Warner Bros. // 1989 // 91 Minutes // Rated PG
Reviewed by Judge David Johnson // March 10th, 2005
The incredible untold story of the greatest mind of all time.
Hey, anybody here remember Yahoo Serious? Anyone? Anyone?
The apparently legendary Australian comic Yahoo Serious (a.k.a. Greg Pead) attempted his American infiltration with this film, a hodgepodge of gleefully anachronistic ideas and straight-up weirdness.
Young Albert Einstein (Serious, Reckless Kelly) grew up in Tasmania. Bet you didn't know that. A laid-back guy with wild hair, Einstein passed the time picking apples on his father's farm, fending off vicious Tasmanian devils, and developing complex scientific theories.
His greatest creation, however, is the insertion of bubbles into beer. And a by-product of inventing beer foam is advanced atomic theory. E =mc² is born, and Einstein, at the prompting of his father, heads off to mainland Australia to get a patent on his theorem and make lots of money, and perhaps invent rock and roll and surfing too.
Along the way he meets Marie Curie (Odile Le Clezio), the beautiful and intelligent Nobel Prize winner. The two strike up a friendship, and Marie is instantly intrigued with the young scientist's impressive mental faculties.
However, all of Albert's encounters aren't as pleasant. Preston Preston (John Howard, A Cry in the Dark) is an elitist snob who looks down on the naïve Tasmanian. But when he realizes the potential of Albert's theories, he puts into a motion a plot that will bring him great wealth as well as the affections of Marie, but may just end up nuking the world -- unless Albert Einstein can stop him!
Ah, Young Einstein. Who can forget Yahoo Serious hooking up his guitar to a nuclear reactor and using rock and roll to absorb the atomic energy, while his hair gets zapped? One of the silver screen's most enduring sequences, that.
This movie is a relic. A sporadically funny, profoundly stupid relic, sure, but a relic nonetheless. Young Einstein is not a timeless movie; you want '80s, here you go. Part of the allure for the film back in 1989 was, I think, transplanting the popular elements of that woeful decade into a turn-of-the-century backdrop.
Look at Albert Einstein! He invented surfing!
Check it out, dude! He's playing an electric guitar! In the frickin' 1900s!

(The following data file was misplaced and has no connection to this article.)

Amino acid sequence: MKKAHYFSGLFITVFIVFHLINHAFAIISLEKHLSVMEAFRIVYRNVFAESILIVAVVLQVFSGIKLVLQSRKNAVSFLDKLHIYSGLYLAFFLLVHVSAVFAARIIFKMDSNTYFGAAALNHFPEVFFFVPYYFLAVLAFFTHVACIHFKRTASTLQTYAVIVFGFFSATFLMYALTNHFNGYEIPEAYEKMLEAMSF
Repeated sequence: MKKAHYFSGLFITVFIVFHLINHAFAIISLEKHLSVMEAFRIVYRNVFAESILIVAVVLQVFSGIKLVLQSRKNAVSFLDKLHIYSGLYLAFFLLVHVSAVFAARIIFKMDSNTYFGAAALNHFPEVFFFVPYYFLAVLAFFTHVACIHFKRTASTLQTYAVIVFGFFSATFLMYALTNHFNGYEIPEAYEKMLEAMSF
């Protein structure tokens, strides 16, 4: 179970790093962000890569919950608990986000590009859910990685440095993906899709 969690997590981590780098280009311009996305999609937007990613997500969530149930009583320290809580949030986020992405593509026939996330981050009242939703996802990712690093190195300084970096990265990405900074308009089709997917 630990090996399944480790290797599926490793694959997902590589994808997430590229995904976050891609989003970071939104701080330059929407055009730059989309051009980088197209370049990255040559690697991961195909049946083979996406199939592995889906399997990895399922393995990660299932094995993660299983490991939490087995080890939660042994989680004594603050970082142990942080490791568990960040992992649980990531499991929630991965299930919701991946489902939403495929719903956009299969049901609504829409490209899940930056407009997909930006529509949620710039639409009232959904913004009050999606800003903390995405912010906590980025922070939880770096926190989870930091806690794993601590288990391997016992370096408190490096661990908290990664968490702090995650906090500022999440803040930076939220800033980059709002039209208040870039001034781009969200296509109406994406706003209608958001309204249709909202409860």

Man, that's hilarious! Albert Einstein has a big old punk hairdo!
Then add to that the admittedly cool-but-in-a-nostalgic-retro-way soundtrack, and you've got a flick suitable to be buried in a time capsule, and, if you know what's good for you, never unearthed.
Like I said, there are some authentically funny moments sprinkled here and there, but they're all of the surreal ilk -- you know, scenes that elicit chortles simply because they're wiggedy-wiggedy-wacked, that I only like because I find stupid crap like that funny. I laughed at the crazy little Tasmanian Devil. I thought the sheep being dragged out of the university with someone saying "You fail!" was funny. Oh, and I chuckled a bit when another sheep said "Good night" to Albert.
The rest of the movie is wholly disposable. None of the anachronistic gags work. Einstein's brutally fake guitar playing and his surfing episode seem to be set up as ego-stroking pieces for Serious instead of comedic forays. And I don't mean to pile up on the guy, but Yahoo Serious himself was an anchor to this film. His Albert Einstein is a charmless bore, devoid of charisma, and outperformed by his giant coiffure.
Warner Bros. has a barebones disc in store for you. The matted 1.85:1 widescreen transfer is dull, and littered with flaws throughout. The Dolby 2.0 stereo mix is also unremarkable, though if decoded through Pro Logic II, the surrounds do get a little something to do. The resulting matrix effect is a little uneven, though. Besides the trailer, nothing for extras.
Odd, dated, and occasionally funny, Young Einstein launched the flash-in-a-pan career of Yahoo Serious. He did hit it big in Australia, though keep in mind these are the same folks -- God love them -- who find Vegemite tasty.
The accused is to be fed to a malnourished wallaby. Case closed.
Review content copyright © 2005 David Johnson; Site layout and review format copyright © 1998 - 2016 HipClick Designs LLC
Scales of Justice
Studio: Warner Bros.
* 1.85:1 Anamorphic
* Dolby Digital 2.0 Stereo (English)
* Dolby Digital 2.0 Stereo (French)
Running Time: 91 Minutes
Release Year: 1989
MPAA Rating: Rated PG
* Theatrical Trailer